> > > Anyway for most of the offseason our focus and goal was to get better posture from his launch position and let the ball get deep. From that point he was able to learn to attack the top inside half of the ball and drive the ball (with backspin) out of the park. The only way to do that is to get good seperation between your feet to allow your weight to shift properly.Then you must stay behind the ball and attack from the inside. So the assumptions you make are fact.
> > >
> > > The relationship to the ball and the plate at contact is determined largely by your position in the box and your foot strike distance. I like for my students to hit the outside pitch around the inside part of their front thigh, after their stride.
> > >
> > > I hope that I answered you question if not give me more direction.
> > >
> >
> > "The only way to do that is to get good separation between your feet to allow your weight to shift properly.Then you must stay behind the ball and attack from the inside. "
> > Do you advocate a different weight shift for outside vs. inside pitches? or am I misreading that inference?
> > Is it possible to attack the ball from the inside - a concept I agree with as it eliminates hooking outside pitches into weak pulled groundouts - without pushing the hands?
> > Do you advocate any hip turn in this approach or do you suggest simply shift weight and push hands disconnected from hip turn? It's not clear from what you wrote and I think many of us are interested in how you conceptualize that.
>
> In your swing you have linear shift and rotation. To be an effective hitter, you have to attack from inside the ball. The initial feeling with your hands is that they are blocking the ball and then extending through contact. Pushing your hands is not a term that I use but it can be thought of that way. So much of the termonology between instructors is specific to that instructor. Really the only way to get an understanding of the biomechanics of the swing is for two instructors to watch the same swing and discuss what is happening.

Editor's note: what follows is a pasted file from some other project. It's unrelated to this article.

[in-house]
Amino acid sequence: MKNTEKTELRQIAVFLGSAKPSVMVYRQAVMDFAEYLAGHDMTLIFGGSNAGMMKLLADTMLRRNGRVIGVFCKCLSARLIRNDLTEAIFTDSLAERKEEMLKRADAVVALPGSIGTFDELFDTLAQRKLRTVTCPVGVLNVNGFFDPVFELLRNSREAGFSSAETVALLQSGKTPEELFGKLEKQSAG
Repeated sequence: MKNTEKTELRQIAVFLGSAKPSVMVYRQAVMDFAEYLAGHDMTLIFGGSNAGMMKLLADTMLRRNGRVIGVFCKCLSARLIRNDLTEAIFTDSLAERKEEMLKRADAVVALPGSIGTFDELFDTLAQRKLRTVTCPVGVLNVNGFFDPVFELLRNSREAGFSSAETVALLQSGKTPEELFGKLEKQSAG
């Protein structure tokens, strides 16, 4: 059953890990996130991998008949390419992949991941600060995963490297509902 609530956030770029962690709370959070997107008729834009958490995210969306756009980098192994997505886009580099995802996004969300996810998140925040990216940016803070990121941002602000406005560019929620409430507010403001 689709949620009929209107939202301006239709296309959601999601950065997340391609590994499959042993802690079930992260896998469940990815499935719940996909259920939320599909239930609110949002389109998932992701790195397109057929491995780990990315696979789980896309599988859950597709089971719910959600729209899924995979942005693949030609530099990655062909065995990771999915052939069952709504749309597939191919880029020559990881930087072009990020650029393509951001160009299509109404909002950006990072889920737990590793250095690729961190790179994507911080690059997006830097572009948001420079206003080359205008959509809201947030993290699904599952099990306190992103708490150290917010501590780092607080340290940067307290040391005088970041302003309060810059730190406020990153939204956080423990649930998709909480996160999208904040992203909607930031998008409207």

>
> After your front foot is planted, linear weight shift continues until your hands are in a position relative to you body where rotation can occur and your hands are able to stay inside the ball. Developing a swing that is short to the ball, inside and long through the contact zone enables a hitter to make adjustments relative to the >pitches thrown.

Troy-
we don't have a batter in front of us but hopefully we can come to some common terminology, etc. anyway.
"After your front foot is planted, linear weight shift continues..."
Clarify which of these you mean by the above:
1- front foot stabilizes and weight continues toward/over that front foot until rotation begins. Result weight more or less forward in relation to the feet depending on pitch
2- front foot touches, weight shift continues until the 'right' time, when front foot/side catches weight and redirects weight shift into rotation. Result is weight ends up in same place in relation to the feet, but timing of, for instance, front heel down vs front foot touch, varies to allow for timing